Bill & Melinda Gates Foundation

India's Health Workers on How to Eradicate Polio

June 21, 2013

India – long regarded as the most difficult place to end polio – has been polio-free for more than two years. This remarkable feat would not have been possible without the dedication of rural health workers to ensure that children everywhere receive the vaccine. As the face of the eradication effort on the ground, they are instrumental in mobilizing community support for immunization activities. But their impact extends well beyond just polio.

Polio vaccination activities can – and must – work in tandem with routine immunization systems that deliver other life-saving vaccines. To see how well that was progressing, in 2009 the Indian Academy of Pediatrics, Emory University and India’s National Polio Surveillance Project conducted a study of rural frontline health workers in Uttar Pradesh and Bihar, two of India’s traditional polio reservoirs and states in which routine immunization rates are notably low. 

 Beyond the value of face-to-face advocacy, the polio eradication effort opens the door for the delivery of all essential vaccines and health services in a number of other ways

The survey data offers promising evidence of the clear linkages between polio eradication activities and routine immunization. The majority of the health workers stated that polio immunization activities benefit the other health initiatives they carry out. 95% of those surveyed said that as they interact directly with families and explain the benefits of the polio vaccine to skeptical parents, they are able to increase acceptance of vaccines more broadly.

Beyond the value of face-to-face advocacy, the polio eradication effort opens the door for the delivery of all essential vaccines and health services in a number of other ways. For instance, the infrastructure and expertise that India established to keep polio vaccines cold as health workers transport them around the country have enabled the introduction of other vaccines that require a cold chain, including Hepatitis B and Japanese Encephalitis vaccines. In addition, new mapping technology is helping health workers reach children with a wide variety of health services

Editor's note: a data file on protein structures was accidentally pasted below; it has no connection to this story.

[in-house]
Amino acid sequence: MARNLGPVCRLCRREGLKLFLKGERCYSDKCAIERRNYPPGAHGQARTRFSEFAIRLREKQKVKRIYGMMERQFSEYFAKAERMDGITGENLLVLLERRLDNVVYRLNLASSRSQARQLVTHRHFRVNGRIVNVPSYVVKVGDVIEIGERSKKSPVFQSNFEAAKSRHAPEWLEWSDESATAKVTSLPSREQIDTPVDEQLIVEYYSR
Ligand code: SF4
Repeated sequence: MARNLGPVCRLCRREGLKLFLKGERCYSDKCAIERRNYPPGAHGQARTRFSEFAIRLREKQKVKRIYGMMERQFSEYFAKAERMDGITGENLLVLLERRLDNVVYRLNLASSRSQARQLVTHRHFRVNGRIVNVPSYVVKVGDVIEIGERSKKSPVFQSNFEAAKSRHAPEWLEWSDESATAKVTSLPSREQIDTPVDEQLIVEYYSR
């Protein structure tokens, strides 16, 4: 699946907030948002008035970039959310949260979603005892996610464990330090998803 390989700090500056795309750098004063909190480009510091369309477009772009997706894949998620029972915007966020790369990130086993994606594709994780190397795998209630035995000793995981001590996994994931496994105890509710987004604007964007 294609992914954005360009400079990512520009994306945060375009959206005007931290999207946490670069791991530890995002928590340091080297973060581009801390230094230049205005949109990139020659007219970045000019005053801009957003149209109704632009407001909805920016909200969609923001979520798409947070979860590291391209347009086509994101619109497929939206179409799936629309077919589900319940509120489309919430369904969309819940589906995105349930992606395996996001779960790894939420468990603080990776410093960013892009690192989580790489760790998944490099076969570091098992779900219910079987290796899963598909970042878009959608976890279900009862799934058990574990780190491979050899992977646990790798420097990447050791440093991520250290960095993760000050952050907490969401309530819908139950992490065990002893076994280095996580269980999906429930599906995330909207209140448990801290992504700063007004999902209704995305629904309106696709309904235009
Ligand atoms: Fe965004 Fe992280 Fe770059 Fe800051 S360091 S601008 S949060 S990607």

I have been involved with polio eradication efforts for the last 20 years and as a co-principal investigator for this study, I had a chance to interact with many health care workers who all had one thing in common: they believed polio eradication is possible and that the polio vaccine will help the communities they serve to eradicate polio. It is because of these health workers’ responses and enthusiasm that I continue to be part of the polio eradication initiative.

Seizing the unprecedented opportunity to complete polio eradication isn’t just about polio—it’s about building a system and cadre of health workers that will reach all children, including the most vulnerable, with the vaccines they deserve. I’m confident, based on 20 years of meeting these heroic health workers, that together we can finish the job.

 
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